Something important to me, and I am not alone, is cooking with fresh, quality, sustainable ingredients, and eating local, and in season much of the time. It is my desire to do what I can to reduce food waste, increase food knowledge, availability, confidence in cooking, and overall health of all the people who are interested in hearing what I have to say. I try not to sound too preachy, but you will find this evident in my writing, so get ready for it.
I have been writing about oven roasted vegetables since I "started writing” in 2010. I roast vegetables more than I do anything else in the kitchen. Cooking eggs is becoming a close second (thanks to my amazing hens), but I’ve been consistently roasting vegetables for many, many more years.
I will continually present my favorite recipes in this blog, and you’ll find the inclusion of the Oven Roasted Vegetables quite regularly. My freezer hosts frozen Oven Roasted Vegetables in zippy freezer bags in cube shapes for quick access to delicious/nutritious vegetables. It is all about bringing out their best natural flavor, creating an easy to use healthy vegetables to a huge assortment of meals, and even finding a less intimidating way to try out something new. Have you tried a rutabaga? Had a less than thrilling experience with a turnip? Just discovered non-staining varieties of beets? What the what is kohlrabi? This is such a great way to brave new produce each season.
Oven Roasted Vegetables can stand alone, be a side dish, or combine them with cooked meats and melty cheeses over polenta, rice or pasta. Add to an an omelet, put in savory bread puddings, they're great in macaroni and cheese and in a gratin. Whiz up and serve as dip, whiz up and mix into hummus. Puree to hide in soups and sauces to pack a secret nutritional punch… … … the list goes on and on. This is why you will regularly hear about Oven Roasted Vegetables from me.
Autumn Oven Roasted Vegetable and Chicken Stew
I made a nice hearty autumn vegetable and chicken stew tonight. I really like big chunks of thigh meat for this, but using chicken apple sausage, Italian sausage, or even applewood smoked bacon, it would make this the “best ever” also. What I’m getting at is that this is super versatile, forgiving, and delicious dish. It’s an easy adjustment for a terrific vegetarian or vegan dish too! This soup takes under an hour from scratch, and is a fantastic, stick to your ribs meal, particularly with a whole wheat baguette and fresh Parmesano.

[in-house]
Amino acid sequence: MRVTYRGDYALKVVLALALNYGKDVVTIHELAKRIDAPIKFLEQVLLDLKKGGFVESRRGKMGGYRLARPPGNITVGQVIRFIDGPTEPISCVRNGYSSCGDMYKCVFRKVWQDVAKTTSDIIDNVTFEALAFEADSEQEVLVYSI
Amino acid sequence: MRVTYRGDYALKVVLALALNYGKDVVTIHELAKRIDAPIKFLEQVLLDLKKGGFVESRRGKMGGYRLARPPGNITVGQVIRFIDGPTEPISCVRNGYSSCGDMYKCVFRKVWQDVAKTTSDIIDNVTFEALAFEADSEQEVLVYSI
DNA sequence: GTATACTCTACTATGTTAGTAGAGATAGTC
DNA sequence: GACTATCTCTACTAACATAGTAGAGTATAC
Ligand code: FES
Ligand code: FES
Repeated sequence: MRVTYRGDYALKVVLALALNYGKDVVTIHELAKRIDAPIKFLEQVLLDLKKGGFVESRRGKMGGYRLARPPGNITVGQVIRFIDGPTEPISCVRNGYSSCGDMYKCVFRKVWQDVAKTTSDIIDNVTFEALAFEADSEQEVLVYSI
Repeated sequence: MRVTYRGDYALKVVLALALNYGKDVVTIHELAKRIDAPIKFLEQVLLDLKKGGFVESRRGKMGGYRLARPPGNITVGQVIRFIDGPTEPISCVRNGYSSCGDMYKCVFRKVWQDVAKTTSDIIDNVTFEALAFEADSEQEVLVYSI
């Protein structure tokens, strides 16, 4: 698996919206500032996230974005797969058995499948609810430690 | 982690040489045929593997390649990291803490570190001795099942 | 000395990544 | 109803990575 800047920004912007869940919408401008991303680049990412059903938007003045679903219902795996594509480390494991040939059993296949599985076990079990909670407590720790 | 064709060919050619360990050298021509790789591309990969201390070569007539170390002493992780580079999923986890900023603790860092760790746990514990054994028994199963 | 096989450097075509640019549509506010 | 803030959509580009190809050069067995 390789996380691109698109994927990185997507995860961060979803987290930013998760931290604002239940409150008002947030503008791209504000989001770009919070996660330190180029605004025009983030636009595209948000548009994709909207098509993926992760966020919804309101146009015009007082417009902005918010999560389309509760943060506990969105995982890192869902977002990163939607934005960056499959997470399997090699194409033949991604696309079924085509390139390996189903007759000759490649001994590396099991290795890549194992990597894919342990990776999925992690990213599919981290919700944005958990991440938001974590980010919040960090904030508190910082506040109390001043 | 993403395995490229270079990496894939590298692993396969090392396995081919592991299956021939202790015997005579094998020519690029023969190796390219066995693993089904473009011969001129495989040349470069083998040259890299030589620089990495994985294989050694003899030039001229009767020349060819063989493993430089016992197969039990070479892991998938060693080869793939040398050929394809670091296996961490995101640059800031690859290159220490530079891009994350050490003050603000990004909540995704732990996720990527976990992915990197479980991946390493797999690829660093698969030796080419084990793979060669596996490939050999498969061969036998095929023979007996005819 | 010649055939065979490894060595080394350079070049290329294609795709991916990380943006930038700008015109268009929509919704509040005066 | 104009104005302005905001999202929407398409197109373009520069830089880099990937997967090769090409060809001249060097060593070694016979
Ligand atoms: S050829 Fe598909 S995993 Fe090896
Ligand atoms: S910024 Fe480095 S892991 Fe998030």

You use what you find in season. This is what was locally available to me this afternoon ~ Acorn Squash, Red Onion, White Onion, Rutabaga, Turnip, Potato, Portabella Mushroom, Zucchini, diced or cubed (it's just a matter of size) 2 pounds Chicken*, cubed 1/2 cup All Purpose Flour 1 teaspoon Dried Oregano Fresh Ground Pepper and Salt to taste Olive Oil 4 cups Chicken Stock Pesto garnish
Determine if you’re eating the skin/seeds of each vegetable (zucchini-yes, acorn squash-no). Dice vegetables in a way that they will finish cooking at more or less the same time. Have at least two jelly roll pans going, so you can group items that are similarly firm (rutabaga/turnip/potato/acorn squash vs zucchini/mushroom for instance). OR dice the vegetables to different sizes based on cooking time (rutabaga/turnip/potato vs. onions/zucchini).
Toss the vegetables with oil. I use olive or coconut oil. Place on reusable parchment paper on jellyroll pans for easy cleanup while eliminating sticking and burning. Roast in preheated 400°F oven for 25-35 minutes, until golden brown, tossing once in the middle of the roasting time.
Combine in a bowl ~
1/2 cup All Purpose Flour 1 teaspoon Dried Oregano
Fresh Ground Pepper and Salt to taste
Place Dutch Oven on burner at medium heat with a few tablespoons of oil, enough to coat the bottom. Cube two pounds chicken. Toss chicken into the flour mixture, completely coating. Make less of a mess by reserving each hand for either wet (before flouring) or dry (after flouring) chicken handling. Place the chicken in the Dutch Oven and brown in two batches. The purpose of this is to allow even browning and reduce steaming.
Once evenly browned, return all the chicken into the Dutch Oven, add 2-3 cups of cooked kidney beans (rehydrated or canned) and the oven roasted vegetables. Add two cups chicken stock, stir while bringing to a simmer. As the liquid thickens, add another two cups, one at a time, allowing it to thicken between additions.
Pesto Garnish ~
4 cups fresh basil leaves 1/2 cup olive oil 1/3 cup nuts (pine nuts are classic, but I will often use other favorites like almonds and pecans) 2 garlic cloves 1/2 cup freshly grated Parmesano
Whiz it up in a food processor or mortar and pestle. You will not need all of this, but you should freeze the remaining balance in ice cube trays for future use.
Place stew in a bowl and drizzle with pesto. Serve.
* Get the best chicken you can, don’t get chicken juice all over the place, and clean up well. Believe me when I say that a quality chicken eats a varied diet, was given the room to know how to walk, wasn't pumped full of hormones, antibiotics, or steroids, saw sunlight, and is better in every way than a chicken that wasn’t cooped up in a factory farm.